His occupancy was allowed under a 2005 army regulation, which lets army chiefs stay on base after they retire if they continue to serve the country well, according to the unanimous ruling read out at the court in Bangkok on Wednesday afternoon.

The court said the regulation had come into effect before Gen Prayut was the army chief, and other former army commanders have also received the same benefits.

The court said Gen Prayut served the country well as army chief, and the army regulation allowed its former commanders to use such houses, and subsidised utility bills.

“When he became prime minister on Aug 24, 2014, the complainee [Gen Prayut] was also the army chief in active duty. He was therefore qualified to stay in the house in his capacity as the army chief. When he retired on Sept 30, 2014, he was still qualified to stay as a former army chief. A prime minister who had not been army chief could not have stayed at the house,” the court said in its ruling.

Being a prime minister is an important position and security for him and his family is important. The state must provide appropriate security and an accommodation that is safe and offers privacy enables him to perform his duties for public benefits. It is therefore necessary to prepare accommodation for the country’s leader when Baan Phitsanulok is not ready, the court said.

The free utilities also do not constitute a conflict of interest since they are part of the welfare that comes with the housing.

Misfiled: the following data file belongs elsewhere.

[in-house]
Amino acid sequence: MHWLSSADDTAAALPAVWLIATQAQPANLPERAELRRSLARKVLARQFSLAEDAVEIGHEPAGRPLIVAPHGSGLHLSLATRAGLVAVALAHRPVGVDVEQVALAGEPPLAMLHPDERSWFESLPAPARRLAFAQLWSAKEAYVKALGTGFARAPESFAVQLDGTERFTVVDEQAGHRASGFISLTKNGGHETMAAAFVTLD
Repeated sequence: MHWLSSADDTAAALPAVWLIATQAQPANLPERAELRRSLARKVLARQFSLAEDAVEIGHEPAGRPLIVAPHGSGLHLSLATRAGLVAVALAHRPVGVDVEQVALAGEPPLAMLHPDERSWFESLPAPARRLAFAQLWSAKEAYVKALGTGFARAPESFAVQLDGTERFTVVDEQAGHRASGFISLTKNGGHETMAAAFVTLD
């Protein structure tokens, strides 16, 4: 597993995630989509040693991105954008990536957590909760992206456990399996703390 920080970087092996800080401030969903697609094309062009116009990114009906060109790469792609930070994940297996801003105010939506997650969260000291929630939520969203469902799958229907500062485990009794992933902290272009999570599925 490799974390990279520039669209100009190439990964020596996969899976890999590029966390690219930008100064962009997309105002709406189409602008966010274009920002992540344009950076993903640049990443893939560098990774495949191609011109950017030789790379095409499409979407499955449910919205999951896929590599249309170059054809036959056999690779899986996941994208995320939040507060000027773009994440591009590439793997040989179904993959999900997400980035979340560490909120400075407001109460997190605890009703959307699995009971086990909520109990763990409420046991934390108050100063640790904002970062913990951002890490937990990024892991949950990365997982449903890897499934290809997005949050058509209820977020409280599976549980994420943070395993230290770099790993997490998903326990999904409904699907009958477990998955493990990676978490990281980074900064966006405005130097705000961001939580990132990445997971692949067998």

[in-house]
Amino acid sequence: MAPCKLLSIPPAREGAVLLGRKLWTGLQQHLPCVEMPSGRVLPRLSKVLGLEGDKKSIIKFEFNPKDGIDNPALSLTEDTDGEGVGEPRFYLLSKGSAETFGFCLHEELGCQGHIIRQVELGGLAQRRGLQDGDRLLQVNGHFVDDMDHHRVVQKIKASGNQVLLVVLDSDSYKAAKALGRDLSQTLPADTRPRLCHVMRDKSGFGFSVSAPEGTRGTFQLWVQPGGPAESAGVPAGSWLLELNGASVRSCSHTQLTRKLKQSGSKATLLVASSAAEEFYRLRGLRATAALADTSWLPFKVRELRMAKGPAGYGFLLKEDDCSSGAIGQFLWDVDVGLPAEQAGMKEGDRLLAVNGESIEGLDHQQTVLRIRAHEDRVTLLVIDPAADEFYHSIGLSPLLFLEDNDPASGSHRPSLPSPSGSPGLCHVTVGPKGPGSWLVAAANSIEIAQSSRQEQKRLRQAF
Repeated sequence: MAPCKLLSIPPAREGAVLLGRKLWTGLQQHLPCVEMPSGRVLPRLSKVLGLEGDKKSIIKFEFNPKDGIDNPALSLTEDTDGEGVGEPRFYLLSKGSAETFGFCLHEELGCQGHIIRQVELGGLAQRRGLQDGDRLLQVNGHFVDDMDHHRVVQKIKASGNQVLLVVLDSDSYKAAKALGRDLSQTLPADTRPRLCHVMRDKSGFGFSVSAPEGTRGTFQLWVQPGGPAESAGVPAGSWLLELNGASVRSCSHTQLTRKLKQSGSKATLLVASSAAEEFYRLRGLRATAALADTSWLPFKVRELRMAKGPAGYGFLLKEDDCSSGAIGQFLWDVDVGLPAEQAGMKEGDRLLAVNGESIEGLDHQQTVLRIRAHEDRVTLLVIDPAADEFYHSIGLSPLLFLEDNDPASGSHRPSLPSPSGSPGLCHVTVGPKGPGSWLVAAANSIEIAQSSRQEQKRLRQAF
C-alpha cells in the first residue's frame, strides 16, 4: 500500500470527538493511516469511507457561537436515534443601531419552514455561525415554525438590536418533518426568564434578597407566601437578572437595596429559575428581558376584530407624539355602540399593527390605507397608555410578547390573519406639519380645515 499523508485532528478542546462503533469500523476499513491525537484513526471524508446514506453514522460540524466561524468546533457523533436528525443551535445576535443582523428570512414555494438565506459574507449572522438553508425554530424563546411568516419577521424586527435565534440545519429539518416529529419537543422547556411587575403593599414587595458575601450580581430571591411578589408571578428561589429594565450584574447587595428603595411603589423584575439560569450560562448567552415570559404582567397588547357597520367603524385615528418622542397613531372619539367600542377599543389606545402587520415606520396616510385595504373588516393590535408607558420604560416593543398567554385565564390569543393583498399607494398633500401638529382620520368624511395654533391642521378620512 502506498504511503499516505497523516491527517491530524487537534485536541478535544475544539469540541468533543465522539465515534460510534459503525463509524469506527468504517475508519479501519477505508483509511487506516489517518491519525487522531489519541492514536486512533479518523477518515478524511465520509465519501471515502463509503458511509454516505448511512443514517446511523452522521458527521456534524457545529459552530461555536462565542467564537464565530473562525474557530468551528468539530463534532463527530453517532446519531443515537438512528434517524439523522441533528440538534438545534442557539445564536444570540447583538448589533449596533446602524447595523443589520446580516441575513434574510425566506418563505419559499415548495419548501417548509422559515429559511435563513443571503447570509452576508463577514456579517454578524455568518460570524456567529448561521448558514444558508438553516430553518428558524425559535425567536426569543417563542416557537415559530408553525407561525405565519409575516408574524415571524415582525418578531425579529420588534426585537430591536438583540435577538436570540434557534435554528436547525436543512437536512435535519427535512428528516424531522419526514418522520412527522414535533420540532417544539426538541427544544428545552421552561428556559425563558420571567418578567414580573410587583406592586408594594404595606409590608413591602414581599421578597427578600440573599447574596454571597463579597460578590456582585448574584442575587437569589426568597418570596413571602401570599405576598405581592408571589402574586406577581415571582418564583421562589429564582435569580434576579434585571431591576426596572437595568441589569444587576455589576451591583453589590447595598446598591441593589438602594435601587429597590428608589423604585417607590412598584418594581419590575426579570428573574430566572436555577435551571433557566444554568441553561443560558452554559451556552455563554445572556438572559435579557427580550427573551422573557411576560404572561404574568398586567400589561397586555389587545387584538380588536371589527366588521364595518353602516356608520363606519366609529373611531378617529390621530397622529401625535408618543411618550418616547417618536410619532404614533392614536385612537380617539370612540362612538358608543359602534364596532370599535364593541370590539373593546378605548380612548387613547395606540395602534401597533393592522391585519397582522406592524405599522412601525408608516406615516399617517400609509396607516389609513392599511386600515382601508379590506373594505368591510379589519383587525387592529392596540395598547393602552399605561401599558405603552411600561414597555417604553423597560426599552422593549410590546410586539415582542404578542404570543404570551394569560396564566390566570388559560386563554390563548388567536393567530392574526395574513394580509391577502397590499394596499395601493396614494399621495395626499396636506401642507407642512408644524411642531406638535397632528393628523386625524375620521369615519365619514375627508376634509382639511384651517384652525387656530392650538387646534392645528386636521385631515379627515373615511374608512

In other words, the Court accepted every major point made by Gen Prayuth and the Army. It is easy to see who is the master and who is the pet poodle.

Just for interest, this is what Sections 184(3) and 186 of the constitution state:

183. A Member of the House of Representatives and Senator shall not:

… (c) receive any special money or benefit from a government agency, State agency or State enterprise apart from that given by the government agency, State agency or State enterprise to other persons in the ordinary course of business;…

186. The provisions in section 184 shall also apply to Ministers mutatis mutandis, except for the following cases:

1. holding positions or carrying out acts provided by the law to be the duties or powers of the Minister;

2. carrying out acts pursuant to the duties and powers in the administration of State affairs, or pursuant to the policies stated to the National Assembly, or as provided by law….

Compare that to the “reasoning” summarized by the Post and it is easy to see that the court has made yet another political decision for the regime and the social order it maintains.

Update 2: The Bangkok Post has now produced an editorial. It actually says things that could easily have been made a day ago, but we guess lawyers and owners had to have their say. It notes: